Installation of the third Anglican Archbishop in the Province of Southeast Asia in Singapore was celebrated by top Chinese Christian leaders.
On Sunday Feb. 5, some 1,600 attendants from all around the world gathered at St Andrew’s Cathedral in the heart of the city of Singapore to join the installation ceremony of the new Archbishop, Dr John Chew, according to Anglican Communion New Service (ACNS). They were local government leaders, heads of other denominations such as the Methodist Bishop Solomon, heads of Anglican agencies, Christian organizations and individual Christians.
Three key leaders from the government-sanctioned church in China- Ye Xiaowen, Director General, State Administration for Religious Affairs, Presbyter Ji Jianhong, Chairman of the Three Self Patriotic Movement of Protestant Churches of China and Revvd Cao Shengjie, President of the China Christian Council- were among the guests.
"His good relationship with politicians and church leaders in China has been cultivated through the years. Consistently, he has come across as an intellectual with deep, mature insights and long-term vision for the Church and society. And as a person, he is warm, sincere, humble, trustworthy and committed to the Christian faith," an anonymous bishop was quoted as saying by ACNS.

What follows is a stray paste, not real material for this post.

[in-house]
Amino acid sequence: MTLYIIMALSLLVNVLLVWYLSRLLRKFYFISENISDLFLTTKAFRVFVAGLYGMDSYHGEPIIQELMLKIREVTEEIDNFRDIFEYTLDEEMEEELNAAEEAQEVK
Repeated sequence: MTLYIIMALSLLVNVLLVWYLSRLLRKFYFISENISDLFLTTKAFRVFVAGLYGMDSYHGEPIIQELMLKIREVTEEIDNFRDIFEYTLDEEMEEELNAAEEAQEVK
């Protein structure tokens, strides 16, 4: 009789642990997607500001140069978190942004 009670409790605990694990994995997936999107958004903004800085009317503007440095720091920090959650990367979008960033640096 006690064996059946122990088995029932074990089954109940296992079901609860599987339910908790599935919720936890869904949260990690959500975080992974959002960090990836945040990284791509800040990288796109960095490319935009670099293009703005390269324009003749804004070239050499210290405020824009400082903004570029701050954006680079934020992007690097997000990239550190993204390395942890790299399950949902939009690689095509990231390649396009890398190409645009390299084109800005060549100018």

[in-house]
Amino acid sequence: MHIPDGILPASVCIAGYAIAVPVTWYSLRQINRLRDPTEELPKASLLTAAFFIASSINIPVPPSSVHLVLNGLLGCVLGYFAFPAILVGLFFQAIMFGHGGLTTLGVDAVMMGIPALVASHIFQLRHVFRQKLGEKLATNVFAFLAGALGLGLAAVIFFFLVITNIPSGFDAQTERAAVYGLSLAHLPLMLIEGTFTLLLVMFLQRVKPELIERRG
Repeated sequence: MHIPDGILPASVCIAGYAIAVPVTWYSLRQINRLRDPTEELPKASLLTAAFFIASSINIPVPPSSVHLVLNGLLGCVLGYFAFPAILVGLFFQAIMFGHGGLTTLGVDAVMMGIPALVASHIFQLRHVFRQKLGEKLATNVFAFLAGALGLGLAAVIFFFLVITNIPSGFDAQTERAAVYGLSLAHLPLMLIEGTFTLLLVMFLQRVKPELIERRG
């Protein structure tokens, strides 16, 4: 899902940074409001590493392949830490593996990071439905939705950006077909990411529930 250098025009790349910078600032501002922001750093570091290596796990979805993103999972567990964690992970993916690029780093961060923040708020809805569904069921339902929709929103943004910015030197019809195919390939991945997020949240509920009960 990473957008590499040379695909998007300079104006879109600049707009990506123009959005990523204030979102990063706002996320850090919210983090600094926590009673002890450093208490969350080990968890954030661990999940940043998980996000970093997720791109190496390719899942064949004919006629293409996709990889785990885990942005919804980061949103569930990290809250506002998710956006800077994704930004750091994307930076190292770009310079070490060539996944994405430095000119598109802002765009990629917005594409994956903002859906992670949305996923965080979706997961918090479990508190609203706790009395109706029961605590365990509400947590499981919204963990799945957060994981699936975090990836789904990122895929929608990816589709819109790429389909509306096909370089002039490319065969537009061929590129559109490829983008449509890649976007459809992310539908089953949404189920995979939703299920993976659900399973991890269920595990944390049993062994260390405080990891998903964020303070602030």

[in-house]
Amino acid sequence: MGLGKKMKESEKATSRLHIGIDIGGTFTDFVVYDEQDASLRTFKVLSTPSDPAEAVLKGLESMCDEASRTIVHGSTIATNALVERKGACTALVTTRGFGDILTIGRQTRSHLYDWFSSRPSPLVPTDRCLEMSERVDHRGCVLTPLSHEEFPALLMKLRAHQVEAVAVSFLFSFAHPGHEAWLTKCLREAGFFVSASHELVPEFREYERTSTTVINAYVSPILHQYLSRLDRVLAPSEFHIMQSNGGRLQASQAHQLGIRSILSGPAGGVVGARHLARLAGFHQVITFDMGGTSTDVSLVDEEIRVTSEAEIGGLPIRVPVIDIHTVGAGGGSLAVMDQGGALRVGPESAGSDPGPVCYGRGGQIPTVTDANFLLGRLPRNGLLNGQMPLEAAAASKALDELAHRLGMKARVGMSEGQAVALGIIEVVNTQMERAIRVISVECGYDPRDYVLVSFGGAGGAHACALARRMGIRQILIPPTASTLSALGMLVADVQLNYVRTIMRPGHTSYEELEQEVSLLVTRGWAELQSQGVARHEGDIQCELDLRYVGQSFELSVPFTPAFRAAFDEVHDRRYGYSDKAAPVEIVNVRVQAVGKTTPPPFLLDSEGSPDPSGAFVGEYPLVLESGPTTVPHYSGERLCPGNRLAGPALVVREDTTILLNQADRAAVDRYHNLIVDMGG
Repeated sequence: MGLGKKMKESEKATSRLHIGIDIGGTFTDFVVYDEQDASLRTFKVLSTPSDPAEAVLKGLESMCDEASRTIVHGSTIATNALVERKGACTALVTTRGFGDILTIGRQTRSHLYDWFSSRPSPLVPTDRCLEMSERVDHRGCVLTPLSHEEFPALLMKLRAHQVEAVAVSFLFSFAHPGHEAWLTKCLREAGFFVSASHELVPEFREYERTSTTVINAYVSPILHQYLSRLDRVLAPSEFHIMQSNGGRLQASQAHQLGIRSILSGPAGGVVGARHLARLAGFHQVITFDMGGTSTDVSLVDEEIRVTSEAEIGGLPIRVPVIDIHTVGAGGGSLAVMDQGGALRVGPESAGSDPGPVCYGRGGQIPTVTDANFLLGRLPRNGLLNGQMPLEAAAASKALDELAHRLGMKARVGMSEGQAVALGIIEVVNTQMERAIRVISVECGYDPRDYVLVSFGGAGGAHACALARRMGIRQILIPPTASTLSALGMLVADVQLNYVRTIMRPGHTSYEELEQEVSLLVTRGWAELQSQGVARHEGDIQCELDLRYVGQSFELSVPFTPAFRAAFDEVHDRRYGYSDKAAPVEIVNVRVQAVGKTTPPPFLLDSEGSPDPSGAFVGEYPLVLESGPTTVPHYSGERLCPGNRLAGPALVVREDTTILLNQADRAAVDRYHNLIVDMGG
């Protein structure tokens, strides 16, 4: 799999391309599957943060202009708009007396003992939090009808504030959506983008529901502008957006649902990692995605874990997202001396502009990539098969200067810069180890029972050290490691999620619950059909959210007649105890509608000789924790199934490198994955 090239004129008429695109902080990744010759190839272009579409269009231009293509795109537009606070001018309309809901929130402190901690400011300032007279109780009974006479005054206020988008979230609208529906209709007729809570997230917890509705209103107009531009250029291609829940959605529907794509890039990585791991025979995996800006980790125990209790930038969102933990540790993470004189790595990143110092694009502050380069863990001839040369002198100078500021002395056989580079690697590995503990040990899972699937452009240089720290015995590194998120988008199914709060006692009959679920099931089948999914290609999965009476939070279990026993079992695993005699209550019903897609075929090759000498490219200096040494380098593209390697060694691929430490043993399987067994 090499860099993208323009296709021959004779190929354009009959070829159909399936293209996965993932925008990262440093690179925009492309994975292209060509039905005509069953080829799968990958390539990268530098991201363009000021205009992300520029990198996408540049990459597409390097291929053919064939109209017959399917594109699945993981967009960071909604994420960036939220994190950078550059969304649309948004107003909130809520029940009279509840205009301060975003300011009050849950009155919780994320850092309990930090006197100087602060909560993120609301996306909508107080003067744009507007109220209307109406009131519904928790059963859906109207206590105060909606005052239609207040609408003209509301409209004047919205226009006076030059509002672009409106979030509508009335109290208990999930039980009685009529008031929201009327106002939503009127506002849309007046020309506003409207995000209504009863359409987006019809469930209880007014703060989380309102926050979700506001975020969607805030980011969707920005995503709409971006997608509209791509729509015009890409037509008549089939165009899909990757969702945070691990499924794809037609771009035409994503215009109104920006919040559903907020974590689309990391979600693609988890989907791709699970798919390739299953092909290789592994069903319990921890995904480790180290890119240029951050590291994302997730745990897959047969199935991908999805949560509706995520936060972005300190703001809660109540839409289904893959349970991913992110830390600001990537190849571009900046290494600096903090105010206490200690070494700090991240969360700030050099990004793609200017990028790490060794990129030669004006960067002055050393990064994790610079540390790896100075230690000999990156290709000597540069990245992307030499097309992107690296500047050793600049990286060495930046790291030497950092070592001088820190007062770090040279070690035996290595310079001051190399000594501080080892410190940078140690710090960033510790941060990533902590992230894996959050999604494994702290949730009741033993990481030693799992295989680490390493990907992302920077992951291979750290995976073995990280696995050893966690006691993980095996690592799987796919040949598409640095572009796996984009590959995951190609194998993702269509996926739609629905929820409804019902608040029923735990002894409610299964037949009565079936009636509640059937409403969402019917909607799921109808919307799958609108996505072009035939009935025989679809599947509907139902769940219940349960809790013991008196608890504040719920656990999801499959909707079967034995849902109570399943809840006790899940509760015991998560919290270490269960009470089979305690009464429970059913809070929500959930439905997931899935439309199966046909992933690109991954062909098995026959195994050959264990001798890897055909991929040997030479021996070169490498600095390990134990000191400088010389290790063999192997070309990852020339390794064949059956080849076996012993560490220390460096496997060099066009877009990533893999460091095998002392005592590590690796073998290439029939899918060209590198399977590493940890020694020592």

China and many Southeast Asian countries have close relationships because of the migration of Chinese down to the South in the 20th century. In Singapore, 76.8 percent of the population is Chinese.
Chew has also received great testimonies from Anglican leaders worldwide. Bishop Solomon from the Methodist Church noted, "John Chew plays an important role in the Anglican Communion. He is able to contribute the Asian voice and perspective. So the issues in the Anglican Communion are of interest to all."
The Province of Southeast Asia was first started 10 years ago with the Bishop of Singapore then, Rt Revd Dr Moses Tay, as the first Primate. The province is characterized by a very special combination of different ethnicities and cultures. In the midst globalization, secularism and extremists threats, yet the Province- consisting of the Dioceses of Kuching, Sabah, Singapore and West Malaysia- has grown tremendously, according to ACNS.
Bishop of Lichfield, the Rt Revd Jonathan Gledhill, the Archbishop of Canterbury’s representative said, "There are lots of healthy signs of community despite the differences. The Dioceses of Singapore and Malaysia are wonderful examples of how different ethnicities and religions can come together and the Anglo-Saxon world can learn so much from them."
The gathering of such a diverse group of leaders from so many nations has also showed the mission and prophetic role of this Province, which many in events of these past few days have termed as "small but influential," ACNS noted.